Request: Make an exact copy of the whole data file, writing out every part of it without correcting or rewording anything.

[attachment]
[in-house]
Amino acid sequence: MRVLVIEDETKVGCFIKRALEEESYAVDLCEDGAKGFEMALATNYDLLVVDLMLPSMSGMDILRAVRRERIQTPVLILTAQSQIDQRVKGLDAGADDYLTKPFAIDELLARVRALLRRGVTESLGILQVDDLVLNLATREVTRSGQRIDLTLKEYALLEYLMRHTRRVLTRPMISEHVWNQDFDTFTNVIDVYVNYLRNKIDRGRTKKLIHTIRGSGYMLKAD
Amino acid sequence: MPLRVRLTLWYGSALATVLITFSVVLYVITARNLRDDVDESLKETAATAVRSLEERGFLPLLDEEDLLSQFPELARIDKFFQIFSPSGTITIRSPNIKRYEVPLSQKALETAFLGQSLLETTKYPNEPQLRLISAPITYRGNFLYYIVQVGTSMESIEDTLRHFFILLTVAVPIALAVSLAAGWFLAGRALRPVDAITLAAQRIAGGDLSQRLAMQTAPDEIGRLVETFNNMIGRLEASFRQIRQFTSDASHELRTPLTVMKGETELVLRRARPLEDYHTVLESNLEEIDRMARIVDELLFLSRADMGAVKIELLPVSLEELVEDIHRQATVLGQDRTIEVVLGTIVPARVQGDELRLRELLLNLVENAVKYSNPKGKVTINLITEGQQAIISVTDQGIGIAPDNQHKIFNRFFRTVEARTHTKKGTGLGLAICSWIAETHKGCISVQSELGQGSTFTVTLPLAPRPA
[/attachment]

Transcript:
[in-house]
Amino acid sequence: MRVLVIEDETKVGCFIKRALEEESYAVDLCEDGAKGFEMALATNYDLLVVDLMLPSMSGMDILRAVRRERIQTPVLILTAQSQIDQRVKGLDAGADDYLTKPFAIDELLARVRALLRRGVTESLGILQVDDLVLNLATREVTRSGQRIDLTLKEYALLEYLMRHTRRVLTRPMISEHVWNQDFDTFTNVIDVYVNYLRNKIDRGRTKKLIHTIRGSGYMLKAD
Amino acid sequence: MPLRVRLTLWYGSALATVLITFSVVLYVITARNLRDDVDESLKETAATAVRSLEERGFLPLLDEEDLLSQFPELARIDKFFQIFSPSGTITIRSPNIKRYEVPLSQKALETAFLGQSLLETTKYPNEPQLRLISAPITYRGNFLYYIVQVGTSMESIEDTLRHFFILLTVAVPIALAVSLAAGWFLAGRALRPVDAITLAAQRIAGGDLSQRLAMQTAPDEIGRLVETFNNMIGRLEASFRQIRQFTSDASHELRTPLTVMKGETELVLRRARPLEDYHTVLESNLEEIDRMARIVDELLFLSRADMGAVKIELLPVSLEELVEDIHRQATVLGQDRTIEVVLGTIVPARVQGDELRLRELLLNLVENAVKYSNPKGKVTINLITEGQQAIISVTDQGIGIAPDNQHKIFNRFFRTVEARTHTKKGTGLGLAICSWIAETHKGCISVQSELGQGSTFTVTLPLAPRPA